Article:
You and our team must always remain in open communication. We must be notified if you are traveling further than one hour from home, are hospitalized for any reason, have a change in your overall health, or have a change in insurance.
You must maintain your healthy behaviors, such as staying nicotine-free, continuing pulmonary rehabilitation if needed, and maintaining a healthy weight during the listing phase. Changes to these behaviors could cause you to be removed from the UNOS waitlist.
- Lung Transplant Surgery
You must be within a one-hour radius of UH Cleveland Medical Center. You will receive a phone call when you have an organ match. Do not eat or drink anything as soon as you have been notified.
You and your support person will immediately come to UH Cleveland Medical Center, where you will be admitted to the Cardiothoracic Intensive Care Unit (CTICU) while the organ is transported by the organ procurement team.
Our team will complete a final visualization of the organ before giving the actual go ahead. Once it is known with absolute certainty that we are proceeding with lung transplant, you will be brought to the operating room and prepared for surgery. Surgery will take several hours.
There is a possibility of a “dry run.” A dry run is an organ offer that does not lead to transplant. An offer may come that is a good fit for you, but on visual inspection of the lungs by our team, it is determined that it is not suitable. A dry run does not impact your standing on the UNOS national waitlist and does not impact any future offers.
- Post-Lung Transplant Hospital Care
You will be in the hospital for at least three to four weeks after your transplant. You will stay in the CTICU for the first several days, where you may need a ventilator to support your new lungs, intravenous (IV) medications to support your heart and blood pressure, and other special equipment.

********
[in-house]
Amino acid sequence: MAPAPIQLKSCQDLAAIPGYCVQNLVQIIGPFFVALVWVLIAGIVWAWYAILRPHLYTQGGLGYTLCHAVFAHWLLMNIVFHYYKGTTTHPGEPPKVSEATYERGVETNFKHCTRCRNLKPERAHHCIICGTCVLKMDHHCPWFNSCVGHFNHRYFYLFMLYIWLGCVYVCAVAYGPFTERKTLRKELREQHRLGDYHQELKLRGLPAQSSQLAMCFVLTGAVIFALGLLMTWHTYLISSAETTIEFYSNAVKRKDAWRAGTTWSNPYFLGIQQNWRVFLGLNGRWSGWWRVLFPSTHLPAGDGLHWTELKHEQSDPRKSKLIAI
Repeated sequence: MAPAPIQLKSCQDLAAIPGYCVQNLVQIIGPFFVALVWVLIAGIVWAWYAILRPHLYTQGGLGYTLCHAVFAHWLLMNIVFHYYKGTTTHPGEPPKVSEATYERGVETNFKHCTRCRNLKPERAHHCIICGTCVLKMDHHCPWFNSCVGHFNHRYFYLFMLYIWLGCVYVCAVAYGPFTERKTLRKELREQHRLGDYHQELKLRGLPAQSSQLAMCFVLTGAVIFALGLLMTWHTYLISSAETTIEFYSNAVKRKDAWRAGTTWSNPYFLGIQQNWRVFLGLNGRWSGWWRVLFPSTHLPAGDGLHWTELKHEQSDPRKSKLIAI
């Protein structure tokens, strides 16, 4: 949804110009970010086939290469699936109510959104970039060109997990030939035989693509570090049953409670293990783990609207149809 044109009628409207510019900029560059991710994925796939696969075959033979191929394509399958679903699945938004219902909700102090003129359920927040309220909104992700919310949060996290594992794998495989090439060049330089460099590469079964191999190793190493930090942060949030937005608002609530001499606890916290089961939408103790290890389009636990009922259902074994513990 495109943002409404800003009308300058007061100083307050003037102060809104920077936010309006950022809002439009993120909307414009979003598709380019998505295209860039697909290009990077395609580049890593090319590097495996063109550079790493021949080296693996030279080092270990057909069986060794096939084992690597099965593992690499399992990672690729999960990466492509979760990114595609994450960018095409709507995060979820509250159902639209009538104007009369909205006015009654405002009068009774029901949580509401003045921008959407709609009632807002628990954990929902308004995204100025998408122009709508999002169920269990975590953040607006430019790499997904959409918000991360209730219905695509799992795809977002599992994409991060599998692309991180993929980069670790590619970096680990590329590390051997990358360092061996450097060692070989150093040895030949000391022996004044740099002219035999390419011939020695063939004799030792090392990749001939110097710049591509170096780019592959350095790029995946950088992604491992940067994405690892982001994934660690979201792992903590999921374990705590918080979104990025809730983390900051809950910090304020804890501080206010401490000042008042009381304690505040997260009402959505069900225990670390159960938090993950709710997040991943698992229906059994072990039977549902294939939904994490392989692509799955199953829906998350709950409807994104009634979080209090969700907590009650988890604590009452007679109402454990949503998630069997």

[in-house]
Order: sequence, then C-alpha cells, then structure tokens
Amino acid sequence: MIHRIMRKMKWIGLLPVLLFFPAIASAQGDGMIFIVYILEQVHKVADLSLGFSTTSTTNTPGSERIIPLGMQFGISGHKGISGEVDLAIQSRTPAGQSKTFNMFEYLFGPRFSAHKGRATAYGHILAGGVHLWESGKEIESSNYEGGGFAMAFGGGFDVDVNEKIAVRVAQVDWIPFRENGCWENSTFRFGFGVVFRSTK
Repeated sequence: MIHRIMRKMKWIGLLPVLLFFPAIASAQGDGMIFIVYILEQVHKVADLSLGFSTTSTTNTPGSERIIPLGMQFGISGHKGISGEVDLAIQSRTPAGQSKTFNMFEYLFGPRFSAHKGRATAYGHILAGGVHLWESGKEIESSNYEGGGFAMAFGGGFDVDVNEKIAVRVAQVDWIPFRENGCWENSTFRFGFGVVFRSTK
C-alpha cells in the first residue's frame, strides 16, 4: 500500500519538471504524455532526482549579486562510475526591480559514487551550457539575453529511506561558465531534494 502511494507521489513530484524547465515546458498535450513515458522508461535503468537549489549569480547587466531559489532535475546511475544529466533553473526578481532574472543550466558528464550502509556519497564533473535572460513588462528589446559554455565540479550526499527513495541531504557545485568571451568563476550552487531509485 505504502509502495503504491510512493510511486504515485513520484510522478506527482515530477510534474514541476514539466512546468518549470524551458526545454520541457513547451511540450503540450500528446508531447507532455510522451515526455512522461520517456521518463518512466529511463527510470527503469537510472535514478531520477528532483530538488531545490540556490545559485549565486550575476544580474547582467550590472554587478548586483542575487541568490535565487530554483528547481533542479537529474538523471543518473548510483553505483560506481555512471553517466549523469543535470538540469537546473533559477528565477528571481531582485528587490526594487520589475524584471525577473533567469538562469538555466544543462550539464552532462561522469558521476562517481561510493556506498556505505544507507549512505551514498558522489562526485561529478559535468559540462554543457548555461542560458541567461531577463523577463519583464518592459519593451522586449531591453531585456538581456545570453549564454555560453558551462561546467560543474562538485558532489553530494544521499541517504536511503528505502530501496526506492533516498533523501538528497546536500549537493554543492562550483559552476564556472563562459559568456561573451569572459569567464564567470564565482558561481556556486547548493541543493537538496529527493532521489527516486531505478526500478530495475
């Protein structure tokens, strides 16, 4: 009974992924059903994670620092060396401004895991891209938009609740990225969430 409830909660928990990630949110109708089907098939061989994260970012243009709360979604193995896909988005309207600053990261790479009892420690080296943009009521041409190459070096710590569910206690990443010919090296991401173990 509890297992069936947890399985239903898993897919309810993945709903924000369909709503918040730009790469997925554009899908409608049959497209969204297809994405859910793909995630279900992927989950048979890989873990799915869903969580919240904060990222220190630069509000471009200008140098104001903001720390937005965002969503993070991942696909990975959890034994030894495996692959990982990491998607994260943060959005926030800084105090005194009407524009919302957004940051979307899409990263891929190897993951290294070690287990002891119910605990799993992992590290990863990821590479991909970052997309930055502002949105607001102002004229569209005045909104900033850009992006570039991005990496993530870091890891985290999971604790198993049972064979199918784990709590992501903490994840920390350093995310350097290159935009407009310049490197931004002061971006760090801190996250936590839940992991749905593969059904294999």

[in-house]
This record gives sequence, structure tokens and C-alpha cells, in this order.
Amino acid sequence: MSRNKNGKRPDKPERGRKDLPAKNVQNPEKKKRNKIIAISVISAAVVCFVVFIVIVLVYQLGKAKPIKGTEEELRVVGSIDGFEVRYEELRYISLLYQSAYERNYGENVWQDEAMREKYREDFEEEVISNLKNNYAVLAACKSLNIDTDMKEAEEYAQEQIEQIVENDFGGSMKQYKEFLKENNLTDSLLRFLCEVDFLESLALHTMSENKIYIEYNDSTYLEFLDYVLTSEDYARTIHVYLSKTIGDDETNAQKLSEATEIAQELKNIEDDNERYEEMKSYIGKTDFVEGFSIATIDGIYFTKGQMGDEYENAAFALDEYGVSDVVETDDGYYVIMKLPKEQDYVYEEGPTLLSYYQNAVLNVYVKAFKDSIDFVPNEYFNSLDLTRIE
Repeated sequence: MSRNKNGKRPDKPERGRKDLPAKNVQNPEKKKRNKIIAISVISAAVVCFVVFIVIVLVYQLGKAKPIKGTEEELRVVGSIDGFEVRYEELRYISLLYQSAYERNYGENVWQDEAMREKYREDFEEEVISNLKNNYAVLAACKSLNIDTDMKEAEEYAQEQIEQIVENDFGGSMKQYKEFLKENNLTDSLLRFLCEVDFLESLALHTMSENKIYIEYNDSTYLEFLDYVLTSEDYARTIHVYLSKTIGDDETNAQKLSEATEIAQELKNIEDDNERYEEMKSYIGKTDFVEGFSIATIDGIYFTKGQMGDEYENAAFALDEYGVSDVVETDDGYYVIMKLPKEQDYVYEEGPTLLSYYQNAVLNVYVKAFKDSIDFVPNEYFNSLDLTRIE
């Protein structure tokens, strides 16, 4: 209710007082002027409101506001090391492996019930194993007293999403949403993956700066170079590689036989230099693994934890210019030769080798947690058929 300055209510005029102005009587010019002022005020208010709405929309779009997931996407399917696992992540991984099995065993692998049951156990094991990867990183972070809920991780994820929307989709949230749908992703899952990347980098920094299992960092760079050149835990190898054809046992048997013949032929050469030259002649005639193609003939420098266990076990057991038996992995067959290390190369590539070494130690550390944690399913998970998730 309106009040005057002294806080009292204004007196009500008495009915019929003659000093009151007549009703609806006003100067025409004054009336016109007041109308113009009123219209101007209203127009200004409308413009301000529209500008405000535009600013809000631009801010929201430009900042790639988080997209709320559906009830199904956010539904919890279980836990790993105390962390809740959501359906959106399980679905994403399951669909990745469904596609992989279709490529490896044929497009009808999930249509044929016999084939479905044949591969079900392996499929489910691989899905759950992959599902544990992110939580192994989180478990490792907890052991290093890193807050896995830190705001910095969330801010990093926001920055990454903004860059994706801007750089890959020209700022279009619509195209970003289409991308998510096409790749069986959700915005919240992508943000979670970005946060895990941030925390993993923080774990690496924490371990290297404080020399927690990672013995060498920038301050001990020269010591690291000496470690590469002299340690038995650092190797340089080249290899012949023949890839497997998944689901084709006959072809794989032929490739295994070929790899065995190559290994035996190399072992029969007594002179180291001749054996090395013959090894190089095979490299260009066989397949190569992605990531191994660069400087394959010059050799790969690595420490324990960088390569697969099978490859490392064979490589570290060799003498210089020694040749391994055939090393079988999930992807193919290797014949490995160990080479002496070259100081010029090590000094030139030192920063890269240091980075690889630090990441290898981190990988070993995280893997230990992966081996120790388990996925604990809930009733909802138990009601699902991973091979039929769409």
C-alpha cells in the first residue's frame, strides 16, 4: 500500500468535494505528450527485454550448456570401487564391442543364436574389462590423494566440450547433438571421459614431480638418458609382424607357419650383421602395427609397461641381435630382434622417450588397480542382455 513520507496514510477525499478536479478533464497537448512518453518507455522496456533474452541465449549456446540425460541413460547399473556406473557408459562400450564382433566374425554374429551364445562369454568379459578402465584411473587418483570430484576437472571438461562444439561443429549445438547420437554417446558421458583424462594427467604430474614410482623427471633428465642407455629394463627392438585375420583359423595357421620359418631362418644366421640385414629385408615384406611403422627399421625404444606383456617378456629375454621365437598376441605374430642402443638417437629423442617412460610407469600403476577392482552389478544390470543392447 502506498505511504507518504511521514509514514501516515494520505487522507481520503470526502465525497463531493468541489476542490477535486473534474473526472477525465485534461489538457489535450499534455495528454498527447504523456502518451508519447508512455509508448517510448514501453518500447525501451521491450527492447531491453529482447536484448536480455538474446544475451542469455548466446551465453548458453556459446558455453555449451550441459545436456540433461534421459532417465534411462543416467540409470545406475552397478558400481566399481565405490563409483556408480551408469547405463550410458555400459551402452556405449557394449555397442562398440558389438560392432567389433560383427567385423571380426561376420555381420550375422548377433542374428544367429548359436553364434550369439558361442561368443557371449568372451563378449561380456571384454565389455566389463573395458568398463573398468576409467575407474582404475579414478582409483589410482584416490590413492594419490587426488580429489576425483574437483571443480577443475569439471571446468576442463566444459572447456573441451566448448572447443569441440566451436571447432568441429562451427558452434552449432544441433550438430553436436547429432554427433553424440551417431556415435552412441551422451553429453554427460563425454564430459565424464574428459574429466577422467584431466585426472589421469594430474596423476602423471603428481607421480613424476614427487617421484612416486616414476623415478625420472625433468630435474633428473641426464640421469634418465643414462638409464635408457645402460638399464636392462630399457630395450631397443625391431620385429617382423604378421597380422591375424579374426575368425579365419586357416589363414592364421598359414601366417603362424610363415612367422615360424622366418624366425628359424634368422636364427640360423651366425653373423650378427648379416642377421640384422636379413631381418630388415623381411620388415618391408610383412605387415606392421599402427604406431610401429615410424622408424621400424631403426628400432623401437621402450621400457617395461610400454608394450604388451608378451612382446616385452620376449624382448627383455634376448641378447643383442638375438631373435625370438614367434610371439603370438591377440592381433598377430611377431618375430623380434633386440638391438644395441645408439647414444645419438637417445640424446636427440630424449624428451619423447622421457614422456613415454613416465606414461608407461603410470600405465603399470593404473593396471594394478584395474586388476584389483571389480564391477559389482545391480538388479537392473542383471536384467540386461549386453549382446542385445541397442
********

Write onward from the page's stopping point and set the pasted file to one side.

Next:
When you are ready, you will move to a step-down unit or nursing floor. During this phase, you will receive further education from our lung transplant coordinators and pharmacists about your medications and life after transplant.
During your hospital stay, you will have daily blood work, chest x-ray and may require additional testing.
The lung transplant team will see you every day during your hospitalization, and you will always be at the center of your care team. When it is time for your discharge from the hospital, we will work closely with you and your loved ones to ensure that:
- Your medications are available.
- Your appointments are scheduled.
- You are confident in your medication regimen.
- You feel safe and ready to return home.
- Life After Lung Transplant
You will be cared for by our lung transplant team for life after transplant. Appointments and testing will be frequent in the first few months following transplant then gradually decrease as you are further out from surgery and more recovered. Aspects of follow-up care include:
- Office visits – twice a week for at least two weeks, then gradually less often based on your personal case
- Blood work – weekly
- Surveillance bronchoscopy – the first performed two to three weeks after surgery, then every two months the first year and every three months the second year
- Chest X-ray – weekly
- Spirometry – weekly
Meet Our Team
- Gretchen Kantzes, Lung Transplant Coordinator
- Ashley Liska, Lung Transplant Coordinator
- Christen Obojski, Lung Transplant Social Worker
- Sandra Perdue, Lung Transplant Program Manager